I have seen the future…
How the Futurama in 1939 created the vision of the future
The iconic Trylon and Perisphere structures of the 1939 World Fair in Queens, New York
The theme of the 1939 World’s Fair in New York was “The World of Tomorrow.” One exhibit created by General Motors, called the “Futurama,” was an ride designed by Norman Bel Geddes that presented a possible model of the world 20 years into the future. It showed a utopian city of the future called “Democracity,” characterized by its automated highways and vast suburbs.
Visitors look down on the animated model of the city of the future.
In a stark white spherical building, people sat in high balconies looking down on a model cityscape of the future. General Motors showed a 23 minute film called “New Horizons” about the country and cities as they envisaged them in 1960 (click to watch).
Sleek modern skyscrapers, intersecting highways, smooth and clean lines that have inspired most “visions” of the future from the “Jetsons” to the sets of Hollywood movies like “Bladerunner”.
The Trylon and Perisphere structures seen from the top of the Empire State Building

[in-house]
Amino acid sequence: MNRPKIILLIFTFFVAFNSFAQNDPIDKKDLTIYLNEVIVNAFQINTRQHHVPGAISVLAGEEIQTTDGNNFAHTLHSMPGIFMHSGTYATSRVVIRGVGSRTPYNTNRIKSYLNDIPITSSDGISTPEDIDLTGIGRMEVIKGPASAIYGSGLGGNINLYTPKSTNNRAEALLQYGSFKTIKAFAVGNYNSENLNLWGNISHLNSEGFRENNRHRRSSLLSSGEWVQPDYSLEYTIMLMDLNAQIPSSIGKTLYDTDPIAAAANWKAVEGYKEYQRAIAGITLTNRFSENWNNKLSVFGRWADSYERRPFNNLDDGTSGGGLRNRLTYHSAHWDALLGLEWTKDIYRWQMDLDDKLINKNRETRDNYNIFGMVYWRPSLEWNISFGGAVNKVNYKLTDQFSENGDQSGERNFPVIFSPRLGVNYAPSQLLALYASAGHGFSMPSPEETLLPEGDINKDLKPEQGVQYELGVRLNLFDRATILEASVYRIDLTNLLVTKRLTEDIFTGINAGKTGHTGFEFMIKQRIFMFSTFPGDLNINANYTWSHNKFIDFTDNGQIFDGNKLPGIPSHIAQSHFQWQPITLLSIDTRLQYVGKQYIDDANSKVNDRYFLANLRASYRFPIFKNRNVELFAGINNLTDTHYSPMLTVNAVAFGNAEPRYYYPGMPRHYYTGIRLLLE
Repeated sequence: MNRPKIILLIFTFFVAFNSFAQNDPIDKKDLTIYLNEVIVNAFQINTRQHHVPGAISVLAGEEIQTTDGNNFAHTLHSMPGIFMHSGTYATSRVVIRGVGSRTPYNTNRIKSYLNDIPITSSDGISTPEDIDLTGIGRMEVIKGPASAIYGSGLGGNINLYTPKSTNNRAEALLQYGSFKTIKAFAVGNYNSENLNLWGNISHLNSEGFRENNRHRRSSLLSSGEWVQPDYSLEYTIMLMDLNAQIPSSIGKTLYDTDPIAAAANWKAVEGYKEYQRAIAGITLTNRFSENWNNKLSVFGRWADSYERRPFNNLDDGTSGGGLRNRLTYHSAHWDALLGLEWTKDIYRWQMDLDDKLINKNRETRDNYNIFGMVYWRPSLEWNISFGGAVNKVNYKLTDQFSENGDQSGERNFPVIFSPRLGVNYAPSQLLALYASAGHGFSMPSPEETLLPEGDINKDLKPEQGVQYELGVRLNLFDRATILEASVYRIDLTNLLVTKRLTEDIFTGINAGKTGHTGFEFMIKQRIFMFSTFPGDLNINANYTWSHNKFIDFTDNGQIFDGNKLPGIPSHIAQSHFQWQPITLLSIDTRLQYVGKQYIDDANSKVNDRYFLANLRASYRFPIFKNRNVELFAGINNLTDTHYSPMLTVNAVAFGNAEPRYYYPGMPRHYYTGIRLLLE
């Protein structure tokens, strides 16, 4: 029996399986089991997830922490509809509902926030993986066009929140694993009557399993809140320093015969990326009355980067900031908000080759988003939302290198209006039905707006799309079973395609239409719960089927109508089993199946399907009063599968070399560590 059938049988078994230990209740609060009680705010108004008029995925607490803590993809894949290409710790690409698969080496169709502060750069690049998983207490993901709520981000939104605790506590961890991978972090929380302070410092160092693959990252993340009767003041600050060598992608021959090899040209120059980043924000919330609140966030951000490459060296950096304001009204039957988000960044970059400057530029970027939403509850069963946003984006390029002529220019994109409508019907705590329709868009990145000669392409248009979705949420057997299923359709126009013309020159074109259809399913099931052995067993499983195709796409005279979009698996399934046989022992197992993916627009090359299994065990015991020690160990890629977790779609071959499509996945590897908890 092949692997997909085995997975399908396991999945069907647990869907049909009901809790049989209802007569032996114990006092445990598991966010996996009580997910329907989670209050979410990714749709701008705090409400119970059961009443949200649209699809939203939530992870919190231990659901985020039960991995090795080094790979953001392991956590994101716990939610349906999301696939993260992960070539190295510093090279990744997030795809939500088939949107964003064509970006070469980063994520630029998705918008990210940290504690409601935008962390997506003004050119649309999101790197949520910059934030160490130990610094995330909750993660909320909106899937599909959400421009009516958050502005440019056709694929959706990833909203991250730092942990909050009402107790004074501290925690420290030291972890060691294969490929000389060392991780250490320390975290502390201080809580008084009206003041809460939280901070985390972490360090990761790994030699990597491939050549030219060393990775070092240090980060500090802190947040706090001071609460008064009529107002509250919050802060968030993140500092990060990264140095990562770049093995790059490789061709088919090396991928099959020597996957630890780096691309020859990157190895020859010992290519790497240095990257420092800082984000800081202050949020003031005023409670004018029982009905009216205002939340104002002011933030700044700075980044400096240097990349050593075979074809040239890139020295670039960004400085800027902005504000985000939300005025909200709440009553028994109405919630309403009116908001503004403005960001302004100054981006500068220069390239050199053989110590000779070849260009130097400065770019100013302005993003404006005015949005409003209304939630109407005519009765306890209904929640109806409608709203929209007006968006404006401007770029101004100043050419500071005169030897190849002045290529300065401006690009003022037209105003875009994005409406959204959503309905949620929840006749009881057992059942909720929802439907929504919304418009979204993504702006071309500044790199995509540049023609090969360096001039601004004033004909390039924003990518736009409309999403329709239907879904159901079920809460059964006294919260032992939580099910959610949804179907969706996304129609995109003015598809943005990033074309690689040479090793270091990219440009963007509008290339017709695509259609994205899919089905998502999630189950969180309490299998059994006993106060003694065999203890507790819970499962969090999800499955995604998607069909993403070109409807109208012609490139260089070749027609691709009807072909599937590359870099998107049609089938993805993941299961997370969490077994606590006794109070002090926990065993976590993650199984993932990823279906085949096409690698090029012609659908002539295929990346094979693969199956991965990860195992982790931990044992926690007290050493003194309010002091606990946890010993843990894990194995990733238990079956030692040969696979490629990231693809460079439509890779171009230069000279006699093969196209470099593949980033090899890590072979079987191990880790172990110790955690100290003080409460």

How many times did I not bore my travel companions in the car to tears demanding an “automated” highway? The Futurama predicted it! Why did it not come true? The suffix -ama was a novelty too and has since become synonymous with all things futuristic. Wired Magazine devoted a whole article to this exhibit alone (click to read).
Why don’t modern city’s look like that? Hold on! One actually does: Brasilia, the fabulous futuristic capital of Brazil, conceived by the great architect Oscar Niemeyer.
The New York World Fair held such promise, it was also a blatant piece of propaganda by all countries that participated but even more so by the “show case” pavilions of the big American companies like GE, and Con Ed. Their Pavilions were made to dazzle and dream, look at ConEd’s fountain:
Con Ed’s wall of fountains at night.
Why does the future not look like the future? Why do we pine for the “old”. I am in constant conflict between loving the old and longing for the new… The 1939 World Fair showcased American technical prowess and a utopian vision of the future, with grand ideas and great modern design. We never got it…
The fairground seen from the air looks like a complicated motor…
I really think the visitors of the 1939 World Fair could say with confidence:
I was at the next world fair in NY but it was not as Flash Gordon as this one I love that you did a blog on this! FABULOUS
Sent from my iPad